What to do with this data:

  • Print it out and stick it on the wall: It’s colourful and USEFUL. Hoorah.
  • Read it: This is all useful background information, to give you a flavour of how the new NHS landscape is shaping up in the south west.
  • Use the contact details: If you need to plan any work across the south west, these contact details should come in handy.
  • Tell me if I’m wrong or send me more information:Let me know if you have any useful maps of your area, or indeed if Devon is actually really simple and I’m just a bit dim.

P.S. Thanks to Mark Woodcock at the Strategic Health Authority for helping me find some of this data!

The NHS Reforms on One Side of A4 … including Public Health England

And then I made a version with Public Health England on it…

“Where is Public Health England?” pointed out a keen Twitterer, who was perusing my very pretty “NHS Reforms on one side of A4“, so I had to go back and glue in some more pieces.

Hmmm… I do worry that the trouble with sharing this version with members of the public is that it might be tipping the diagram into Thanks-But-Now-I-Really-Am-Glazing-Over territory (the ‘PCT Clustering’ effect), but I will include it for accuracy:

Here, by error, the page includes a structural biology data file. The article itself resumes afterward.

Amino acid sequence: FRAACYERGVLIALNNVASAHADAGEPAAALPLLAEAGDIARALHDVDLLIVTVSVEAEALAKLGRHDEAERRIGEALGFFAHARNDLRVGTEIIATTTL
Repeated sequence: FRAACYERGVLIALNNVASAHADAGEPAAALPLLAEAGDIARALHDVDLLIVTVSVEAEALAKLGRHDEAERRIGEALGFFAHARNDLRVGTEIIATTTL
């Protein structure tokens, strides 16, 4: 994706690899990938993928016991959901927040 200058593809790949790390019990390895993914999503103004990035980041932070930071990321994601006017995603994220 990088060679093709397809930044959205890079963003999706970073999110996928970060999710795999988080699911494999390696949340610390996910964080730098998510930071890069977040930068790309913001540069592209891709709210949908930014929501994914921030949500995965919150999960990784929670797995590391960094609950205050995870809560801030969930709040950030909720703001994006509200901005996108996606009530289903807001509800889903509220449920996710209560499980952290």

NHS Reforms with Public Health England

 What to do with this data:

The NHS Reforms on one side of A4

What you can download here:

>> The NHS Reforms on one side of A4
>> The NHS Reforms in Somerset on one side of A4
>> The NHS Reforms document in PowerPoint, so you can make your own local version!

After explaining the NHS Reforms for the millionth time to a member of the public (in biro on the back of an NHS Catering serviette) I set myself the challenge of trying to produce a one-page diagram showing the very basics of the reforms.

Here is my final effort:

The NHS Reforms - on one side of A4

The NHS Reforms - on one side of A4

I decided to make it very simple and stick to the BIG MESSAGES, rather than attempting to capture the detail e.g. of clustering, which seems to make the most enthusiastic member of the public glaze over and start looking for their PPI sandwich rations, but so far this diagram seems to do the job. I think it gets the balance between boring people senseless and over-simplifying, but I’m very open to any suggested amendments.